George Will
WASHINGTON--``Yard signs.'' That is the mantra of Democratic Rep. James Clyburn of South Carolina. So it soon will be the deepest conviction of his new best friends--Missouri Rep. Dick Gephardt, Massachusetts Sen. John Kerry, South Dakota Sen. Tom Daschle, Connecticut Sen. Joseph Lieberman, North Carolina Sen. John Edwards, Vermont Gov. Howard Dean and anyone else who, because he wants to be the Democrats' presidential nominee, will take everything Clyburn says (BEG ITAL)very seriously. The road to that nomination will run through South Carolina, and especially through the 6th Congressional District. Its lines meander creatively to include most of the black neighborhoods of coastal Charleston and, 110 miles inland, those of the capital city of Columbia. The lines were drawn in 1992--and tinkered with in 1994--to create a minority-majority (61 percent black) district. That is why Clyburn is the first black congressman South Carolina has elected since 1896, when similar racial gerrymandering essentially segregated black voters. Long before being elected to Congress in 1992, Clyburn, the son of a minister, was politically active when activism could be lethal. In 1968, state police killed three and injured 27 at a demonstration in Orangeburg where, in 1960, Clyburn and six other young people had organized South Carolina's first lunch counter sit-in. That was long ago and in another country. In the subsequent four decades South Carolina has changed more, in terms of its race relations and its economy, than any other state, more even than Mississippi because South Carolina has done better in attracting businesses. The current schedule is for the 2004 nominating process to begin with the Iowa caucuses Jan. 19, then the New Hampshire primary Jan. 27, then South Carolina's primary Feb. 3. Clyburn says that if Iowa is won by Gephardt or Daschle from neighboring states, or New Hampshire is won by Dean or Kerry from neighboring states, ``So what?'' So, South Carolina's importance will be magnified. And Clyburn estimates that blacks will be almost 40 percent of the state's Democratic primary turnout. The defeat last month of Jim Hodges, South Carolina's Democratic governor, makes Clyburn all the more the man to see when Democratic presidential candidates come to the state. ``Lieberman,'' says Clyburn, ``is spending about as much time in South Carolina as I do.'' Clyburn has a no-nonsense, almost brusque tone when discussing the Democrats' difficulties nationally last month. ``I saw it coming,'' he says. He did because he did not see lawn signs. ``Jim Hodges did not have a single yard sign because he had been told it was a waste of money,'' Clyburn says. ``We got beat at the game that used to be ours''--turnout. Democrats, he says, have come to believe that ``money alone wins elections''--meaning money spent on television. But, he says, ``you are not going to turn out black voters with television.'' But street money is another matter. ``Let me tell you what street money is,'' he says. You go to a black church and say, ``We want to use your van on election day'' to get voters to the polls. ``You want it Sunday, we want it Tuesday.'' So the campaign pays the insurance for a year and hires as a driver a Deacon Jones, whose name is on the van's insurance policy. Clyburn says of spending on turnout, ``When we do it, it's `street money.' When Republicans do it, they're `coordinating.''' He has an agreeable lack of sanctimony when discussing money in politics. To the consternation of campaign finance reformers, he thinks most of their reforms will just cause the money to be shuffled around in new ways, and he supports political action committees as instruments by which small contributors can enlarge their voices by pooling their resources. Sending a signal to all the presidential candidates, he says there is no substitute for getting on the ground and moving around. That, he says, is how Lieberman came to understand the importance of rehabilitating historic buildings at historically black colleges. And it helps to have had, as Dean did at Yale, college roommate who is a black South Carolinian and is now a Wall Street success and is raising campaign contributions. In his 1992 campaign Clyburn talked to a white businessman who said he opposed raising the minimum wage. But he also said, gesturing toward his employees, ``All 500 of those people are going to be for it.'' Says Clyburn, ``I will never, never try to out-Republican the Republicans.'' Clyburn's new best friends should remember that, and two words: yard signs.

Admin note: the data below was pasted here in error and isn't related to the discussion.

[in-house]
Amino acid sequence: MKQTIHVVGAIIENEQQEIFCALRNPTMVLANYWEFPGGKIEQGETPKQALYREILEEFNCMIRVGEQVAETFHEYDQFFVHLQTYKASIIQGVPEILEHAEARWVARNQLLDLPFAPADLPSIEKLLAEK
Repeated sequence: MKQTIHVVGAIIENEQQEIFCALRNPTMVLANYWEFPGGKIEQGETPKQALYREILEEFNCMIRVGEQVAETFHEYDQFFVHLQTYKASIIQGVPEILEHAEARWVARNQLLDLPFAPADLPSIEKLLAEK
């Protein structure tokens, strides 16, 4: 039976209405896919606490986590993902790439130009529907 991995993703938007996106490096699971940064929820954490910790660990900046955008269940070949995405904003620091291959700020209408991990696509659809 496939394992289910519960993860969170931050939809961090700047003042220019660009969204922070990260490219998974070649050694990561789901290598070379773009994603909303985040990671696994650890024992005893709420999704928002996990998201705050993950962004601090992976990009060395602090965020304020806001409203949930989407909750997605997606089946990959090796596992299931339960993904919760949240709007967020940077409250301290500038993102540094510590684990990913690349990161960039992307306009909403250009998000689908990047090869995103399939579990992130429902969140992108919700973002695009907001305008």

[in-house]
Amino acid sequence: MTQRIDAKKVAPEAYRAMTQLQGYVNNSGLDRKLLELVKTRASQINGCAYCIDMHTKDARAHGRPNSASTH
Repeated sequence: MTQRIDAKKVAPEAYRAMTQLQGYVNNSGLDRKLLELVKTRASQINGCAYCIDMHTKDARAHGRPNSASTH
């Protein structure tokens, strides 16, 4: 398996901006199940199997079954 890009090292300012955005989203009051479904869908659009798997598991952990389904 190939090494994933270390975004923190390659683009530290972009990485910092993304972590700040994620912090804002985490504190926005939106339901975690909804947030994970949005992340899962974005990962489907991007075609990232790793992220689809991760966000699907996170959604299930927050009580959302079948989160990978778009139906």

George Will

George F. Will is a 1976 Pulitzer Prize winner whose columns are syndicated in more than 400 magazines and newspapers worldwide.
 
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